What constitutes an “unfair advantage” in a trail race, and what—if anything—should be done to even the playing field?

It’s not a topic I had previously considered, and frankly I was surprised at its origin. Associate Editor Yitka Winn wrote that the topic was “inspired by a recent letter to the editor we received complaining about the ‘unfair advantage’ of using a pacer in ultras.”

Huh?? Someone got their panties in a knot about pacers?

But when I started looking, I realized that “unfair advantages” were everywhere. Let’s explore this, shall we?

First, it’s important to consider that while there are advantages, not all advantages are unfair. For example, if one runner takes caffeine and another runner does not, the caffeinated runner may have an advantage. However, it’s not fair because: a) It is not against the race rules b) anyone can do it.

Here is a simple flow chart to determine whether or not an advantage is unfair:

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Now here is where it gets tricky. Once you’ve determined that you have an unfair advantage on your hands, that does not necessarily mean that you have a good case.

Here is a simple flow chart to determine whether or not you should take your unfair advantage argument to the authorities.

ToProtestOrNot(*meaningful)

Sidenote: You may want to consider that the closer you are to the back-of-the-pack, the douchier you sound when complaining about unfair advantages.

Here is a graph for reference:

UnfairAdvantageGraphSidenote 2: There are some cases where a runner will complain about the “unfair advantages” given to runners with disabilities. These may include things like hiking poles, pacers, guide dogs, or “bouncy” prosthetics. (Yes, this really happens.) If you complain about these perceived unfair “advantages,” you risk a higher likelihood of being placed in the special category of “Extreme Asshat.” Sightings are rare, but not as rare as you’d like.

The bottom line is that there will always be someone who has an advantage over you in a trail race, and if you’re the type of person who spends time trying to figure out which details are unfair, I fear you may be in for some needless mental agony and resentment.

The solution for me has been to compete with a past version of myself. I hope to be better than yesterday, and tomorrow I will push myself even further. That’s fair enough.

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This post is part of the TrailRunner Blog Symposium.

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Spartan Race Entry Giveaway

I first got excited about obstacle racing when I finished my first Spartan race, then again when I helped edit Margaret Schlachter’s soon-to-be-released book about obstacle racing.

Although I enjoy the diversity of obstacle racing, the target audience always intimidated me—big, burly guys with shaved heads who wanted to crush me. I didn’t want to crush anyone. I mostly just wanted to run a lot.

To my relief, I discovered at my first Spartan race that this was very much a trail runner’s world. I ran circles around the bigger guys, slipped under and over the obstacles, and finished strong despite my lack of veiny muscles. My confidence was restored.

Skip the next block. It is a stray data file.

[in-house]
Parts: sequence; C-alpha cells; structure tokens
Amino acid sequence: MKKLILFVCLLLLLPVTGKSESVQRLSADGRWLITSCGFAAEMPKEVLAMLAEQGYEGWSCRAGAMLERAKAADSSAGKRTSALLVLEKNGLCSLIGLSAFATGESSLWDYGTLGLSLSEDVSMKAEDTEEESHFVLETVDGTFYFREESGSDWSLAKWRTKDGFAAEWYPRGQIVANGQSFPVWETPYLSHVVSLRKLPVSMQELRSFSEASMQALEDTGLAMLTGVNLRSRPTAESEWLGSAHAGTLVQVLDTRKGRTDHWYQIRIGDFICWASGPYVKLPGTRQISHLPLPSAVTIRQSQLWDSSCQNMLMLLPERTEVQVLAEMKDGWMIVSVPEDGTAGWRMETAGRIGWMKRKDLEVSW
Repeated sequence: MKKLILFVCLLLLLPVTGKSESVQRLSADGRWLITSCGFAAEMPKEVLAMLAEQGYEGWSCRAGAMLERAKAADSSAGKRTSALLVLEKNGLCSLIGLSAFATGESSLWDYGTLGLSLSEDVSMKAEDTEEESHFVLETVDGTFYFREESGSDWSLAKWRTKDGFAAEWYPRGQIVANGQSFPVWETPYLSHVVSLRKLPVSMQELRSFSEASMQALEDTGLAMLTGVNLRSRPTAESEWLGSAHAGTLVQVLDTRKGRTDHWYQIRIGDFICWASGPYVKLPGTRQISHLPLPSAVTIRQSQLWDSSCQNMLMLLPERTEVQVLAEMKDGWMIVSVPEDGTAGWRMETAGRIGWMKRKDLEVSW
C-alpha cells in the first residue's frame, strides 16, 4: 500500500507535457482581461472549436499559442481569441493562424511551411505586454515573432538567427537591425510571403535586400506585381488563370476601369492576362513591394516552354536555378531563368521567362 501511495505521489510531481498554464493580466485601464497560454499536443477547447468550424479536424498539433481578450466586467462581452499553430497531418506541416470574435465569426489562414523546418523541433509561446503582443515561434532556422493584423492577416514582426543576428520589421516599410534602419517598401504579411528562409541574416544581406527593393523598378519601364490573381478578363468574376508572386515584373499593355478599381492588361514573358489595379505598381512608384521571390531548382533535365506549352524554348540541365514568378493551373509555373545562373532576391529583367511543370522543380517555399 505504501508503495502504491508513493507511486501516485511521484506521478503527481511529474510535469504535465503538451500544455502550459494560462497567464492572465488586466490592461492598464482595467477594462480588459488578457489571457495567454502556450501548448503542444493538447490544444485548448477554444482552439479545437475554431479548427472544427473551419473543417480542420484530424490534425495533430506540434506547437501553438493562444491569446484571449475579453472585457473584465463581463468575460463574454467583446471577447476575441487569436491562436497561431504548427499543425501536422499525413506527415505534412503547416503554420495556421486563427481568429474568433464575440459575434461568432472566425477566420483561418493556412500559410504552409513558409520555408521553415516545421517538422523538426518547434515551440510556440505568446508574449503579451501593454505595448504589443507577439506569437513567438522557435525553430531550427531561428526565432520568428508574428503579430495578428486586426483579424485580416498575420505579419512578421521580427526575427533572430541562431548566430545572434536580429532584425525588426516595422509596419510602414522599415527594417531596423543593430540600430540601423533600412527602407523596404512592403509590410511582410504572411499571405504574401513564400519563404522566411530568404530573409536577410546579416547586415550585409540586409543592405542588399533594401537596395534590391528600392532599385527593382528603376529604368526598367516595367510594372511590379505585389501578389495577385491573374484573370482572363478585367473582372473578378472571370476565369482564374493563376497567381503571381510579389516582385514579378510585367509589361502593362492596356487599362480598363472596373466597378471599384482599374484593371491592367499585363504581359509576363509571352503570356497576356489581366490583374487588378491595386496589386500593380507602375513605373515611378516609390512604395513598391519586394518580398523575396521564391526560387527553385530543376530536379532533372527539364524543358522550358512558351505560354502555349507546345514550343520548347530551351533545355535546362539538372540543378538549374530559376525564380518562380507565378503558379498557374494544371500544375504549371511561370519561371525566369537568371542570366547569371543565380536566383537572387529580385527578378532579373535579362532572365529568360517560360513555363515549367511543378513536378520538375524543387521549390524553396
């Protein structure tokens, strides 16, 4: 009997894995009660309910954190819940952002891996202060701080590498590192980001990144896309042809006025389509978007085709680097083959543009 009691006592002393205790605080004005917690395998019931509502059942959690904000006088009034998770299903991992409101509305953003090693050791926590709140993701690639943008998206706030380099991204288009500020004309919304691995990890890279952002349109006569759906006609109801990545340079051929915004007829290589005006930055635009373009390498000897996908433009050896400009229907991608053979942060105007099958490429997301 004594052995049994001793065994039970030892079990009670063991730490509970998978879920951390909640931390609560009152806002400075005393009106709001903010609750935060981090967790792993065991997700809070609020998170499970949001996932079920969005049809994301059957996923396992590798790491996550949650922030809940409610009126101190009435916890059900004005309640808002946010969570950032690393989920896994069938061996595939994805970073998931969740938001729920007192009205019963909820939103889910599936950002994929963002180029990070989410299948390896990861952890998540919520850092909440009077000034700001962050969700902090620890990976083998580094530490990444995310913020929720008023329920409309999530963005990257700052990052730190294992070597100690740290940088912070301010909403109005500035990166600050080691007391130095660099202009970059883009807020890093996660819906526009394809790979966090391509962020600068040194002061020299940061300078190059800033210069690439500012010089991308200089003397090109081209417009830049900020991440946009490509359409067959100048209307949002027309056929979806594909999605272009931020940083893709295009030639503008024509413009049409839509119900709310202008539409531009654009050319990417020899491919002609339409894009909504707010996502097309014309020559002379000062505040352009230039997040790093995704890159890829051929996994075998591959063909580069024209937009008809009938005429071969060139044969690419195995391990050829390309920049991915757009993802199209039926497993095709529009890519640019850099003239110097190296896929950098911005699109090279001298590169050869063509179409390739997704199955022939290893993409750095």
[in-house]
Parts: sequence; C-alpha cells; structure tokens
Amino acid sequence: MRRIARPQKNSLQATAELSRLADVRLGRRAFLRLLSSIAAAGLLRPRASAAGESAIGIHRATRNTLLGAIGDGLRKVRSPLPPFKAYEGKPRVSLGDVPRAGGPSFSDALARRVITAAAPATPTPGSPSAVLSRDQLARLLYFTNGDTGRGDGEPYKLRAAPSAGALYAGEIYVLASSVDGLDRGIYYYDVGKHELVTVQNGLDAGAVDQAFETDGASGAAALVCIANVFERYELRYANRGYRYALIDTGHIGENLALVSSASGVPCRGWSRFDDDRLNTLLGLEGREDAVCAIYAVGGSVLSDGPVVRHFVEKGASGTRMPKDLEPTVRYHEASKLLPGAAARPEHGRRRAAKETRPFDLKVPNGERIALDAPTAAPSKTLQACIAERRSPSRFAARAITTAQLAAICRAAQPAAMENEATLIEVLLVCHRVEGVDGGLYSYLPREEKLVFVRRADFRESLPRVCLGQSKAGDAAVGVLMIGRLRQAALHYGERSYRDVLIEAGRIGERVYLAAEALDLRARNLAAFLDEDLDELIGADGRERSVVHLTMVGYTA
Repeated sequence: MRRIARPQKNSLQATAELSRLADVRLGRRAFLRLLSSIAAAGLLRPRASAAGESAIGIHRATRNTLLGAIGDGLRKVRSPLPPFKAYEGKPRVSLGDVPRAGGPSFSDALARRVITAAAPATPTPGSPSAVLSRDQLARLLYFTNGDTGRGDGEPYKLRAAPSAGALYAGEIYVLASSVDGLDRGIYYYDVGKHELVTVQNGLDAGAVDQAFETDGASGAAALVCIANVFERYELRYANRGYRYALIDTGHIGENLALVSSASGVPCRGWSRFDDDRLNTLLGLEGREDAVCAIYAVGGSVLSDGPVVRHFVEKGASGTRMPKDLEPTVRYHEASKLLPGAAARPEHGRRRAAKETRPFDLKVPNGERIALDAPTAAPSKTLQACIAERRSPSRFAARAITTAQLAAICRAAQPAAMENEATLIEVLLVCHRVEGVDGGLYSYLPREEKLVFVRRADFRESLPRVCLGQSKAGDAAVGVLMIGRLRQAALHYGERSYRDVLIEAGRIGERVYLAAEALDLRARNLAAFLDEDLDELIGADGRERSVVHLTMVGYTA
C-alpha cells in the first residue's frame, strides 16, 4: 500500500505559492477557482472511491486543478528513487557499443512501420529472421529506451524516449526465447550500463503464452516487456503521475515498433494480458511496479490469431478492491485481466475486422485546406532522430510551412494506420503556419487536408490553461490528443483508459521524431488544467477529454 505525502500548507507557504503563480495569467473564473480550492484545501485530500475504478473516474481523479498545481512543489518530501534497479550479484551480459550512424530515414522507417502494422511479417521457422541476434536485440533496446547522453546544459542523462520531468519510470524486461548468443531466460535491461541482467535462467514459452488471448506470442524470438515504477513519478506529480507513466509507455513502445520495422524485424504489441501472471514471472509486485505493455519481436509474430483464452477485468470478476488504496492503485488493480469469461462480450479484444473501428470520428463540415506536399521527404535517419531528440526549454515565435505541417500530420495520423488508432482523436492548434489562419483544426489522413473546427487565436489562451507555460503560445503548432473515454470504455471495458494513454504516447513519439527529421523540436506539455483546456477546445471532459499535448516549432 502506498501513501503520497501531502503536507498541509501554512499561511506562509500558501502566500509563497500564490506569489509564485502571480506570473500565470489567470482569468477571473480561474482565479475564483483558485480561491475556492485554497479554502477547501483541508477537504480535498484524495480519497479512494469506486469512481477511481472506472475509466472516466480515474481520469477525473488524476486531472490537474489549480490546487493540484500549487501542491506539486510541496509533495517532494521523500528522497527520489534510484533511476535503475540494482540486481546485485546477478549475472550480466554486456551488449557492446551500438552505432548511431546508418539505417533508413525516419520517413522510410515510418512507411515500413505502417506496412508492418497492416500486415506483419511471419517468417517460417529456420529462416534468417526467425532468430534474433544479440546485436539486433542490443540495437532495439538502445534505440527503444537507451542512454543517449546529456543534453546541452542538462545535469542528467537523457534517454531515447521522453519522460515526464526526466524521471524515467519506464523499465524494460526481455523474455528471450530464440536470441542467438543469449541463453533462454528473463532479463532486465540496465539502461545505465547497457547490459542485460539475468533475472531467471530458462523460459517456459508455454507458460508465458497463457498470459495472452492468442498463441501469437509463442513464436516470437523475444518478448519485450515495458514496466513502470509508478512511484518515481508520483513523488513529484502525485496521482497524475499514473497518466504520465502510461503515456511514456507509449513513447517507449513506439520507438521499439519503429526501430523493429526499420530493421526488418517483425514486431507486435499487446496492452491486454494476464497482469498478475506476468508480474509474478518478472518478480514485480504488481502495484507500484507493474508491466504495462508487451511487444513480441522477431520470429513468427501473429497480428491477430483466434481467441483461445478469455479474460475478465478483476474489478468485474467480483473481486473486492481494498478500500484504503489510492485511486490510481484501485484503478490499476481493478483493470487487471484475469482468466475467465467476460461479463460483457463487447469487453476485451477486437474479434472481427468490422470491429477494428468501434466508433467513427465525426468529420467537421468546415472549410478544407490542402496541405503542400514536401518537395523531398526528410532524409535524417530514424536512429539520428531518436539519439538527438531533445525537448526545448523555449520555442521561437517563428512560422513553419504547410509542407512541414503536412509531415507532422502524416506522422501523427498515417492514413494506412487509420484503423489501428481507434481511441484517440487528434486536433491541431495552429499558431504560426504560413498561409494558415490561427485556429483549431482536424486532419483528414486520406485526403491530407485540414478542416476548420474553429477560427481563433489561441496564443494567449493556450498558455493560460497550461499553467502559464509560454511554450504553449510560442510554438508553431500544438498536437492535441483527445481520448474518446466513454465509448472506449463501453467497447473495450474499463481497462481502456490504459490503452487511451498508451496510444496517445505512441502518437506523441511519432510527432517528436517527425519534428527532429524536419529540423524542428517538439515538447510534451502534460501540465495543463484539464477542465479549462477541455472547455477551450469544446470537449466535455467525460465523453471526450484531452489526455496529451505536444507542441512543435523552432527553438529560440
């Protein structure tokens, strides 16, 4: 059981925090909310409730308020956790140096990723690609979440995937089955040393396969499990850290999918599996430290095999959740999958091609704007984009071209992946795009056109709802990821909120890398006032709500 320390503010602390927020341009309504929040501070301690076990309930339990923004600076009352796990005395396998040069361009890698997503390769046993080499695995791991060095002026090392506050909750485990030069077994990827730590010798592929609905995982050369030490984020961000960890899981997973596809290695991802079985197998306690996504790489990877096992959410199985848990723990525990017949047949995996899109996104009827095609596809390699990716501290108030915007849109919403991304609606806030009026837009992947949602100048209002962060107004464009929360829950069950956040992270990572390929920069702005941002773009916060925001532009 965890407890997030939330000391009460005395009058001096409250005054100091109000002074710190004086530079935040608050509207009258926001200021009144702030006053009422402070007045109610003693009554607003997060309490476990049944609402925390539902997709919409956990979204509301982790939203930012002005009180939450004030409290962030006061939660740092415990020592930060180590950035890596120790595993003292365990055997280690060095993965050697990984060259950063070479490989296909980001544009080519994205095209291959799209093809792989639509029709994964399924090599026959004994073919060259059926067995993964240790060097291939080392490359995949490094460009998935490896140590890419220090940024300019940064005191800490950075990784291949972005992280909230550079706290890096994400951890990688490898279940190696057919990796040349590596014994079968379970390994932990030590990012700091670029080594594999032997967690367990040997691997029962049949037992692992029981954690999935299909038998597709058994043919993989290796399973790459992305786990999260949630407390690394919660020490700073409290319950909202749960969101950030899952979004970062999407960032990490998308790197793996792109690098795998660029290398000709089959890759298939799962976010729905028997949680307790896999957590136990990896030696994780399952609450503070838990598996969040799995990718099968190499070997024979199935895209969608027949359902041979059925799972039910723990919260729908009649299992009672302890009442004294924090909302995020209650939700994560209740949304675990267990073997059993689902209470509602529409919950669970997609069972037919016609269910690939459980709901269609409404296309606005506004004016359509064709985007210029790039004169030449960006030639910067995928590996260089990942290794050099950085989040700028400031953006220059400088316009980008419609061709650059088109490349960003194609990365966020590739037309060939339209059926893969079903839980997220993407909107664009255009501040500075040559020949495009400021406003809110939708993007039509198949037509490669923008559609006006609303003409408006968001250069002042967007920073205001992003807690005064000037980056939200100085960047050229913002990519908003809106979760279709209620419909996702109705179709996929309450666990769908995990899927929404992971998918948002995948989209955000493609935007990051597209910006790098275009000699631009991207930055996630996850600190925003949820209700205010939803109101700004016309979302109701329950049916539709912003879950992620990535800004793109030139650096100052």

Now the 2013-2014 Spartan season is kicking off all over the country, and I’m honored to offer one free race entry to a lucky reader.

This entry will get you into ANY open Spartan race in the Continental USA. There are events of varying distances all over the country. Check out the Spartan schedule HERE.

You can also use this URL to generate a 15% off code for any Spartan race.

If you’ve never tried an obstacle race before, I’d strongly recommend entering.

HOW TO ENTER

To win the free entry, simply leave a comment on this post answering the question: “What makes you a warrior?”

If you share this giveaway on Facebook, Twitter, your blog, or any other form of social media, you get an additional entry for each time you share. For example, if you share on Facebook AND Twitter, that’s two extra entries. (Leave a separate comment telling me where you shared.)

The winner will be chosen randomly on May 31, 2013.

Good luck!

SPARTAN RACE VIDEO

Direct YouTube Link HERE

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Zion 100 Race Report: Miserable is Memorable

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Badwater’s youngest finisher and recent Barkley camp Nickademus Hollon once said: “Miserable is memorable.”

His quote became a mantra for Shacky and me as we neared mile 50 on the Zion 100 course last Friday, but it wasn’t until a couple of days later that I realized just how memorable this race had actually been, how much I had learned, and what a rich experience I had come to know at Zion.

Shacky and I didn’t finish the race. We both dropped at mile 52, though I accused him of having sympathy pains. He argued that he had complained about his knee long before I had, so maybe mine were the sympathy pains?

Either way, I came into the mile 52 aid station limping and leaning on a stick for support. I had tweaked my knee on some slick rock back at mile 30, and the pain kept getting worse until it seemed unbearable at mile 50.